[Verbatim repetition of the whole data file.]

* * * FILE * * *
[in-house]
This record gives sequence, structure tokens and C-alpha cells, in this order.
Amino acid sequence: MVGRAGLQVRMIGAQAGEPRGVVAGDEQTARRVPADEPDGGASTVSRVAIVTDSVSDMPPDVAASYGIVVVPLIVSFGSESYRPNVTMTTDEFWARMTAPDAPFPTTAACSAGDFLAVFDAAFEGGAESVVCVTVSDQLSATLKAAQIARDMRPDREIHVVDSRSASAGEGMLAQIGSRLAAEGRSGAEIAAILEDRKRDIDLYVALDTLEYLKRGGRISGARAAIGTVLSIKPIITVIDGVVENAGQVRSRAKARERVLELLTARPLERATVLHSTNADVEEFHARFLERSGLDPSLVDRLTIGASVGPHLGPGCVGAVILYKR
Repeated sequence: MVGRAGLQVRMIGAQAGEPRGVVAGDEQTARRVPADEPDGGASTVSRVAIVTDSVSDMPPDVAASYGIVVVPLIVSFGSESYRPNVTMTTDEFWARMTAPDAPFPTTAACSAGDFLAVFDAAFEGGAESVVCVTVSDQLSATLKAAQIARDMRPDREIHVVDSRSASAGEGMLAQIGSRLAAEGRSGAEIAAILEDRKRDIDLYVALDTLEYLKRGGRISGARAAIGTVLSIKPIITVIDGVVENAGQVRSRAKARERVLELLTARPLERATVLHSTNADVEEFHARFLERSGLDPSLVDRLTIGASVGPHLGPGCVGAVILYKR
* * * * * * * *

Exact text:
[in-house]
This record gives sequence, structure tokens and C-alpha cells, in this order.
Amino acid sequence: MVGRAGLQVRMIGAQAGEPRGVVAGDEQTARRVPADEPDGGASTVSRVAIVTDSVSDMPPDVAASYGIVVVPLIVSFGSESYRPNVTMTTDEFWARMTAPDAPFPTTAACSAGDFLAVFDAAFEGGAESVVCVTVSDQLSATLKAAQIARDMRPDREIHVVDSRSASAGEGMLAQIGSRLAAEGRSGAEIAAILEDRKRDIDLYVALDTLEYLKRGGRISGARAAIGTVLSIKPIITVIDGVVENAGQVRSRAKARERVLELLTARPLERATVLHSTNADVEEFHARFLERSGLDPSLVDRLTIGASVGPHLGPGCVGAVILYKR
Repeated sequence: MVGRAGLQVRMIGAQAGEPRGVVAGDEQTARRVPADEPDGGASTVSRVAIVTDSVSDMPPDVAASYGIVVVPLIVSFGSESYRPNVTMTTDEFWARMTAPDAPFPTTAACSAGDFLAVFDAAFEGGAESVVCVTVSDQLSATLKAAQIARDMRPDREIHVVDSRSASAGEGMLAQIGSRLAAEGRSGAEIAAILEDRKRDIDLYVALDTLEYLKRGGRISGARAAIGTVLSIKPIITVIDGVVENAGQVRSRAKARERVLELLTARPLERATVLHSTNADVEEFHARFLERSGLDPSLVDRLTIGASVGPHLGPGCVGAVILYKR